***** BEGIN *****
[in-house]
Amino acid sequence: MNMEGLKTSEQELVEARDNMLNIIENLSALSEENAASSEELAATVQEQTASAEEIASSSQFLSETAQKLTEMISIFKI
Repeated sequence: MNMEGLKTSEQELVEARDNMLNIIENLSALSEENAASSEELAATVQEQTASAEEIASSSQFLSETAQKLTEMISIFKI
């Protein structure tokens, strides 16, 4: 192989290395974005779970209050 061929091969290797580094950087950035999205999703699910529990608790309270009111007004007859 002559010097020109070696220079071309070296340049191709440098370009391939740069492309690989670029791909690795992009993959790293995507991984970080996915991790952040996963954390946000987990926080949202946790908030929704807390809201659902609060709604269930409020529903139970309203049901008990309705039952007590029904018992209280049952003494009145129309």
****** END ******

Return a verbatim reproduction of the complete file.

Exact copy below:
[in-house]
Amino acid sequence: MNMEGLKTSEQELVEARDNMLNIIENLSALSEENAASSEELAATVQEQTASAEEIASSSQFLSETAQKLTEMISIFKI
Repeated sequence: MNMEGLKTSEQELVEARDNMLNIIENLSALSEENAASSEELAATVQEQTASAEEIASSSQFLSETAQKLTEMISIFKI
């Protein structure tokens, strides 16, 4: 192989290395974005779970209050 061929091969290797580094950087950035999205999703699910529990608790309270009111007004007859 002559010097020109070696220079071309070296340049191709440098370009391939740069492309690989670029791909690795992009993959790293995507991984970080996915991790952040996963954390946000987990926080949202946790908030929704807390809201659902609060709604269930409020529903139970309203049901008990309705039952007590029904018992209280049952003494009145129309």